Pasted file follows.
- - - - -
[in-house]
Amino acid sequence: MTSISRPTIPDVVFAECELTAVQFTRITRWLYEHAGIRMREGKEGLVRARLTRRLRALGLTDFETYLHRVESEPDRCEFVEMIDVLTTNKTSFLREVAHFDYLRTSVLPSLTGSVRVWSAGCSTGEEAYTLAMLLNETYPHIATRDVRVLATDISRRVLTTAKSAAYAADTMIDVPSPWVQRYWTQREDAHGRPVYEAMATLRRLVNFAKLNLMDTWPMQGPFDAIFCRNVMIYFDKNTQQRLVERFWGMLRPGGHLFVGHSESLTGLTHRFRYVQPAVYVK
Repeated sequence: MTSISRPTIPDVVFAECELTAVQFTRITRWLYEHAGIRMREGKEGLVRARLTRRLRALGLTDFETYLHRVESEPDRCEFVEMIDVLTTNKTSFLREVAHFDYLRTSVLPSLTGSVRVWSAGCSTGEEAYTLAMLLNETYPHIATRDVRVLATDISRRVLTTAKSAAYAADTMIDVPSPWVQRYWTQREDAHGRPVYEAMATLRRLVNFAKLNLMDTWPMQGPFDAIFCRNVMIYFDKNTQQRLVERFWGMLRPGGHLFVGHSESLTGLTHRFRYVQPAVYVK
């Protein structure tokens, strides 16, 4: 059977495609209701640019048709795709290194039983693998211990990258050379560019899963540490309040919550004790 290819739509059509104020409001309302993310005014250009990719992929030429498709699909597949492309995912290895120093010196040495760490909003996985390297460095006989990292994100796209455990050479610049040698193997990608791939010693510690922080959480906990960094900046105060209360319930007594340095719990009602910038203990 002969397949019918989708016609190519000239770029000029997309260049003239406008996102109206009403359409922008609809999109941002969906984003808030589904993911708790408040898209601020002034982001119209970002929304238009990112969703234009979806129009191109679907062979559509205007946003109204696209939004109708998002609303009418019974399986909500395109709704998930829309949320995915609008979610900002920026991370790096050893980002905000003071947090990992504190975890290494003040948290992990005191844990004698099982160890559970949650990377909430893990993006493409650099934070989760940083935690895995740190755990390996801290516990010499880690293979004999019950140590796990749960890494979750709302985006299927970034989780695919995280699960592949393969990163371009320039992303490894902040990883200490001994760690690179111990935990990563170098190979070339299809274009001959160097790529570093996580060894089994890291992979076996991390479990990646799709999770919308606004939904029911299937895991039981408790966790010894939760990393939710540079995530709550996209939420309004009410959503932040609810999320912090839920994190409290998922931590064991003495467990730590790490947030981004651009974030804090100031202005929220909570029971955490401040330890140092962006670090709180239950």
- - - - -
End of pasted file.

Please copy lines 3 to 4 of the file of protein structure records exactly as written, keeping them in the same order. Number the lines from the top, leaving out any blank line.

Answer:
Repeated sequence: MTSISRPTIPDVVFAECELTAVQFTRITRWLYEHAGIRMREGKEGLVRARLTRRLRALGLTDFETYLHRVESEPDRCEFVEMIDVLTTNKTSFLREVAHFDYLRTSVLPSLTGSVRVWSAGCSTGEEAYTLAMLLNETYPHIATRDVRVLATDISRRVLTTAKSAAYAADTMIDVPSPWVQRYWTQREDAHGRPVYEAMATLRRLVNFAKLNLMDTWPMQGPFDAIFCRNVMIYFDKNTQQRLVERFWGMLRPGGHLFVGHSESLTGLTHRFRYVQPAVYVK
């Protein structure tokens, strides 16, 4: 059977495609209701640019048709795709290194039983693998211990990258050379560019899963540490309040919550004790 290819739509059509104020409001309302993310005014250009990719992929030429498709699909597949492309995912290895120093010196040495760490909003996985390297460095006989990292994100796209455990050479610049040698193997990608791939010693510690922080959480906990960094900046105060209360319930007594340095719990009602910038203990 002969397949019918989708016609190519000239770029000029997309260049003239406008996102109206009403359409922008609809999109941002969906984003808030589904993911708790408040898209601020002034982001119209970002929304238009990112969703234009979806129009191109679907062979559509205007946003109204696209939004109708998002609303009418019974399986909500395109709704998930829309949320995915609008979610900002920026991370790096050893980002905000003071947090990992504190975890290494003040948290992990005191844990004698099982160890559970949650990377909430893990993006493409650099934070989760940083935690895995740190755990390996801290516990010499880690293979004999019950140590796990749960890494979750709302985006299927970034989780695919995280699960592949393969990163371009320039992303490894902040990883200490001994760690690179111990935990990563170098190979070339299809274009001959160097790529570093996580060894089994890291992979076996991390479990990646799709999770919308606004939904029911299937895991039981408790966790010894939760990393939710540079995530709550996209939420309004009410959503932040609810999320912090839920994190409290998922931590064991003495467990730590790490947030981004651009974030804090100031202005929220909570029971955490401040330890140092962006670090709180239950």